Buck Ridge Stone, LLC of Montrose filed an application with the Susquehanna River Basin Commission for a surface water withdrawal of up to 83,000 gallons a day from Salk Lake Creek. The water would be used in drilling development of natural gas wells and related projects. This was just a notification to the township, the supervisors were not being asked for permission. As near as the supervisors could figure from looking at a map, the location of the draw would be between Rte. 11 and I 81 where pallets of stone and a pole barn used to be located going out of town toward Hallstead. One person did wonder aloud how anyone would get much water out of the creek in a day.

Mindy, the township secretary, put a call into DEP’s Rick Walck concerning the Baldwin Quarry runoffs, the problem of which a visitor had brought to the supervisors attention, providing pictures of the situation. It was learned that this is a state road, but stated that the supervisors are doing their best to follow up on the status of DEP’s findings. As of that meeting, it was known that the quarry was shut down due to the January flooding, and was given a compliance order due to failure to maintain adequate erosion and sediment structure. Part of the quarry, it was reported, was closed until they could submit a plan to DEP, and the plan was approved. It was said, however, that many places had problems during that flooding period.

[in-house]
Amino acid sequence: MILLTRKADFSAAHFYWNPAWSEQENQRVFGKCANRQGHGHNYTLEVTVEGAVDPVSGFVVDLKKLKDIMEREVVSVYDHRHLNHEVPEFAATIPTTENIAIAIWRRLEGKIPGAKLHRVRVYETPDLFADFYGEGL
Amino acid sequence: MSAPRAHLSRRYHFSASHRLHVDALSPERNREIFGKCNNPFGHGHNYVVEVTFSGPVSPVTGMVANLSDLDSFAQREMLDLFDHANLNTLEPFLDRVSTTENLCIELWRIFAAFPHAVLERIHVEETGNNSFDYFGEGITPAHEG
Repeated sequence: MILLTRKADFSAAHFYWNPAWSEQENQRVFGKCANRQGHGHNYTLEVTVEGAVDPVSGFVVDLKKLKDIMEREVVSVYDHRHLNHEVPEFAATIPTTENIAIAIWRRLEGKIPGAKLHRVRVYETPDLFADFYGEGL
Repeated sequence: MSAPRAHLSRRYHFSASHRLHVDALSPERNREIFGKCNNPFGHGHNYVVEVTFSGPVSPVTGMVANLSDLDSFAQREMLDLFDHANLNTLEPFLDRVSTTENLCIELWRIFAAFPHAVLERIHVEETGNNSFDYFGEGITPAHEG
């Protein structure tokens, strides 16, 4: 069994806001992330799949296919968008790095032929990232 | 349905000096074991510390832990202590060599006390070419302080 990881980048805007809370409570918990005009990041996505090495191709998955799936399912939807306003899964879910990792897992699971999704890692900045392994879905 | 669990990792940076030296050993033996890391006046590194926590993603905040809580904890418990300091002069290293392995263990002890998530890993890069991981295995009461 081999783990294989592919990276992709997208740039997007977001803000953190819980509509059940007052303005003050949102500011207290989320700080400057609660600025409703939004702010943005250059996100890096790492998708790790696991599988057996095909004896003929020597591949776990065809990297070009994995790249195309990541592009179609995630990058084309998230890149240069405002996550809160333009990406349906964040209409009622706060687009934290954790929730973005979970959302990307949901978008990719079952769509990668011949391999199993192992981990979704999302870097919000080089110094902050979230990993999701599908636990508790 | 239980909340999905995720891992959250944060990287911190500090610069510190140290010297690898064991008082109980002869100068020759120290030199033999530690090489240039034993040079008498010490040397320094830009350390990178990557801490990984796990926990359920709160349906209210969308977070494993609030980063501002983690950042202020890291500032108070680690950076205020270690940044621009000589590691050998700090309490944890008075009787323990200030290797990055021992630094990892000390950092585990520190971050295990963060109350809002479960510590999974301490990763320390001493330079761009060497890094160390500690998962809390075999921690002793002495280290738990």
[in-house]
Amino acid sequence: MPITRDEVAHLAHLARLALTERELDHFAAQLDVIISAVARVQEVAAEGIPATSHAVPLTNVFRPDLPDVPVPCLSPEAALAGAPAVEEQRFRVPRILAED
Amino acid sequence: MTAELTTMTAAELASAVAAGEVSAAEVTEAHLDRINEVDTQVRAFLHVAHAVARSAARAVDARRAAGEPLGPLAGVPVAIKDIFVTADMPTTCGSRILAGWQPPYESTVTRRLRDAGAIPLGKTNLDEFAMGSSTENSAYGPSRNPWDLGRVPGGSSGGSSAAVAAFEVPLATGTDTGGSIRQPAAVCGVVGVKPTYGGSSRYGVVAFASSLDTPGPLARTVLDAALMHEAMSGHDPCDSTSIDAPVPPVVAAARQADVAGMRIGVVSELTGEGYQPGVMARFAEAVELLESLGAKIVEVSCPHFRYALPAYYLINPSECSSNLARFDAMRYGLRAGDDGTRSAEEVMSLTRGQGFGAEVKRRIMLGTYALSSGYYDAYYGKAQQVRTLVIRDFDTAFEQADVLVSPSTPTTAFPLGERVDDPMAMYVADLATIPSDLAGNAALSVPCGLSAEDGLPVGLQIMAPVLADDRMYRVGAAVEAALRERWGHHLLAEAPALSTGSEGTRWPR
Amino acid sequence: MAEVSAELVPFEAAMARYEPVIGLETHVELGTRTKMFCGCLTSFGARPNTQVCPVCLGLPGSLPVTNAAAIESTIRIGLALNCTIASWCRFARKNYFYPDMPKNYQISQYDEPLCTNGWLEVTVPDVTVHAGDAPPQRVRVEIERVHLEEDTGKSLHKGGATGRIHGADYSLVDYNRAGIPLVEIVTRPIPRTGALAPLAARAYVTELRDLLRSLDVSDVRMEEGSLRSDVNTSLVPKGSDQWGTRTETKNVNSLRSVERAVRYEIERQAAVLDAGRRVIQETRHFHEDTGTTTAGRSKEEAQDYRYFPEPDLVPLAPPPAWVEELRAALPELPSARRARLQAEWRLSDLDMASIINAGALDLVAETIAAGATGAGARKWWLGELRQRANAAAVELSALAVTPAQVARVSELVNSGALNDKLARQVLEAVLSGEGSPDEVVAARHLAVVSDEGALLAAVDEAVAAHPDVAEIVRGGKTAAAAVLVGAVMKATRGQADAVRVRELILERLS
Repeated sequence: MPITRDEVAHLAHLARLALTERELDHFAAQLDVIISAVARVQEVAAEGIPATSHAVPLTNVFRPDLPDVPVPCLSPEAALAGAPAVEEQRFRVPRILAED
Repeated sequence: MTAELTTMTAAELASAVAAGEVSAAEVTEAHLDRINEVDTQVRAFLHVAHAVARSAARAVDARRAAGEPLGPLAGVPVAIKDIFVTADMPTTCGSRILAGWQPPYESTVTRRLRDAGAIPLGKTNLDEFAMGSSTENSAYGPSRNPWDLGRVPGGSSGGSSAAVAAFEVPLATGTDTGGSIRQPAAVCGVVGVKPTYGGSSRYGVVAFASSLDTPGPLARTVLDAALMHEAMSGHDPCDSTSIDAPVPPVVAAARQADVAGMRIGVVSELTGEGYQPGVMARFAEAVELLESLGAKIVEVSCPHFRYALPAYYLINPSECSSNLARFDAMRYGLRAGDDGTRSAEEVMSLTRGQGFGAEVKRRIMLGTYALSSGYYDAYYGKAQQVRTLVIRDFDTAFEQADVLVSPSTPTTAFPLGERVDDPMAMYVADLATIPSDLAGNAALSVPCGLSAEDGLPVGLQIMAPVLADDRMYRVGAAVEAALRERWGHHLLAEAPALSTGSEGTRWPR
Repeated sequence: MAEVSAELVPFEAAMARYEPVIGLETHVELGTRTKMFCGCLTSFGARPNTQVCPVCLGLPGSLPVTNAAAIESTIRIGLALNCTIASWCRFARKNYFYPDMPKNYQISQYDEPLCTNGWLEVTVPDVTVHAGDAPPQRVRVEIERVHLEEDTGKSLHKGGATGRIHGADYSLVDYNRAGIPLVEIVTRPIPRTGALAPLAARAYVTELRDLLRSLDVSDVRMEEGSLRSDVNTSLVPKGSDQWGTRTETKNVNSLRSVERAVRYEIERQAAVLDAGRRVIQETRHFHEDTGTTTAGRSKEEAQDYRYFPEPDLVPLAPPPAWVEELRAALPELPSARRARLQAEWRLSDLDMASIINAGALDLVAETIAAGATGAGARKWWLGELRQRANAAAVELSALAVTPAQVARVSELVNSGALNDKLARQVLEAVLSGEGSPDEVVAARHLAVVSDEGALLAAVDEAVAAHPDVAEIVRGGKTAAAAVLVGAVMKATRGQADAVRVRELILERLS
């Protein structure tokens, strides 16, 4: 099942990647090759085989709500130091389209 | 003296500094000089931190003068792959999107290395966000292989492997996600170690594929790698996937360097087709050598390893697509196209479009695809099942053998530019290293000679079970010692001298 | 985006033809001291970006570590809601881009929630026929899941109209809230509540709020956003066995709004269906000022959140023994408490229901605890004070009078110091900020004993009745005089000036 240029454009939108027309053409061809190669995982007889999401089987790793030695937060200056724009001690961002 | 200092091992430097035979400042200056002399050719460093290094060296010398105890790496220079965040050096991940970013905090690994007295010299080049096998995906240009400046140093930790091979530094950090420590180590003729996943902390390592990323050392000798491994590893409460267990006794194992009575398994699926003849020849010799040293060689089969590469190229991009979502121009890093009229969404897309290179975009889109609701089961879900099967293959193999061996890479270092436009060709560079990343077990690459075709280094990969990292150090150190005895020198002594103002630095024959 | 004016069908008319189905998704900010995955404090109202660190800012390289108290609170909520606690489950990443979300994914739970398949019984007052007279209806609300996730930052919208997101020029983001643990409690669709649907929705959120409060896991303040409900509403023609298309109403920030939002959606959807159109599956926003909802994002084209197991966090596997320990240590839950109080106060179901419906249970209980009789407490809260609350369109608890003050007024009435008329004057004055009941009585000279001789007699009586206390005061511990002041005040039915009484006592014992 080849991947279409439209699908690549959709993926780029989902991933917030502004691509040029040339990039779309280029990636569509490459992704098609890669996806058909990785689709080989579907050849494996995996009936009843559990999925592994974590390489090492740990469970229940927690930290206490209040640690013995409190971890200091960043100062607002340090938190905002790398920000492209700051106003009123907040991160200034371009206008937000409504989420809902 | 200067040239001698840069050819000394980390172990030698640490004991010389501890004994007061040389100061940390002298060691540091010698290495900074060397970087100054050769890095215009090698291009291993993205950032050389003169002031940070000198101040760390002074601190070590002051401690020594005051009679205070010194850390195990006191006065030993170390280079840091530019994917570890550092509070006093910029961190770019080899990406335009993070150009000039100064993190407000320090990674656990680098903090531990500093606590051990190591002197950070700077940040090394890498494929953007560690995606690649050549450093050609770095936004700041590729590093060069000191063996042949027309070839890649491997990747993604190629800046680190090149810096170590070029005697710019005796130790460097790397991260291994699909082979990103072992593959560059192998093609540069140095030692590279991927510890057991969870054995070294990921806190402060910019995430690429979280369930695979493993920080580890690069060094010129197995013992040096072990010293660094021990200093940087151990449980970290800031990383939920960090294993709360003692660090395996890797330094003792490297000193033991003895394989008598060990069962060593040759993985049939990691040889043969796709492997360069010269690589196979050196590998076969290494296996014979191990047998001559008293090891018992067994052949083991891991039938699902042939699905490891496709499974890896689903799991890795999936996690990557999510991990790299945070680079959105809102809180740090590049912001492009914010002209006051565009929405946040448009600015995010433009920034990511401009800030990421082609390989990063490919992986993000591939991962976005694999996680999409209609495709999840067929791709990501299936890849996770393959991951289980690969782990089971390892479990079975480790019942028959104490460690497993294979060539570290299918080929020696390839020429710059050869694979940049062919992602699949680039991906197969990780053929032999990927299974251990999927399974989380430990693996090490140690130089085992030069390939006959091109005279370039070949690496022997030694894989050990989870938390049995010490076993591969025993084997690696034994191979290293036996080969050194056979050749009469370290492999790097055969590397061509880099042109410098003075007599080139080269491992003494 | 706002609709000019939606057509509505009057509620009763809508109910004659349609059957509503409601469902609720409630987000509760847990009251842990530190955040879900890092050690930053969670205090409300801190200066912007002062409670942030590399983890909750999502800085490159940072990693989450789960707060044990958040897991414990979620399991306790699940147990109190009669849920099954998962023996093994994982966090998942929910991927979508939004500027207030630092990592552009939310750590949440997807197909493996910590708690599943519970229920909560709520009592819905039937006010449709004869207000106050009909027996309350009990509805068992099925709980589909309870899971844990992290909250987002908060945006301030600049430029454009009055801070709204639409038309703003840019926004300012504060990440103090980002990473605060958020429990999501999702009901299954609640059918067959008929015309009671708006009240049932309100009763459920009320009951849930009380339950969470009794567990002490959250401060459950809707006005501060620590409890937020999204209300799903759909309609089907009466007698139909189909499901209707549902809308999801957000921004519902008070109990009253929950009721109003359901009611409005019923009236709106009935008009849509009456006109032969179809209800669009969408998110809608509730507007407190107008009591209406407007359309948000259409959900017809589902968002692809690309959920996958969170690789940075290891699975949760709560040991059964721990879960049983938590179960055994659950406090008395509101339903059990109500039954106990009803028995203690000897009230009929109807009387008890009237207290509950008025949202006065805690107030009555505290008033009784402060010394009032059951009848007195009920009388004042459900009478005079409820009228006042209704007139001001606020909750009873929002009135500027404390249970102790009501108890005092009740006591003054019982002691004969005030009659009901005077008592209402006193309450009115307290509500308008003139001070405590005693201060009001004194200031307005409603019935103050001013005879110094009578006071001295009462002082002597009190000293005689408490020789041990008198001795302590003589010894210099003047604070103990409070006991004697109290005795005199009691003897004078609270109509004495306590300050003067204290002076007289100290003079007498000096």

A subdivision plan was approved for John Ward on West Shore Drive in New Milford Township. The supervisors stated that the SEO had no problem with it, so they were okay with it so long as the sewer remained legal.

A renewal Bluestone Small Noncoal Mining Permit was granted by DEP for Q1 Baldwin Quarry Operation. This, it was stated, was the quarry on top of 848, and was just a renewal of what was already in existence.

As the meeting neared its close, a visitor asked if anybody had complained about Washburn Road, stating that with the recent weather it had suffered a washout and was slick. He had watched two people back down it when they couldn’t make it up. No one had complained, the supervisors answered, but they did try to hit it every day. They also stated that they would happily address concerns should they arise.

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Courthouse Report
Compiled By Lauren Price Ficarro


James A. and Dana M. Hall to James W. Jones, in New Milford Borough for $25,000.00.

James B. and Carol Franceski to Franceski Lumber Company, Inc., in Forest City for one dollar.

Red Oak Sand & Gravel LLC to Red Oak Sand & Gravel LLC, in Oakland Township for one dollar.

Red Oak Sand & Gravel LLC to Red Oak Sand & Gravel LLC, in Oakland Township for one dollar.

Red Oak Sand & Gravel LLC to Red Oak Sand & Gravel LLC, in Oakland Township for one dollar.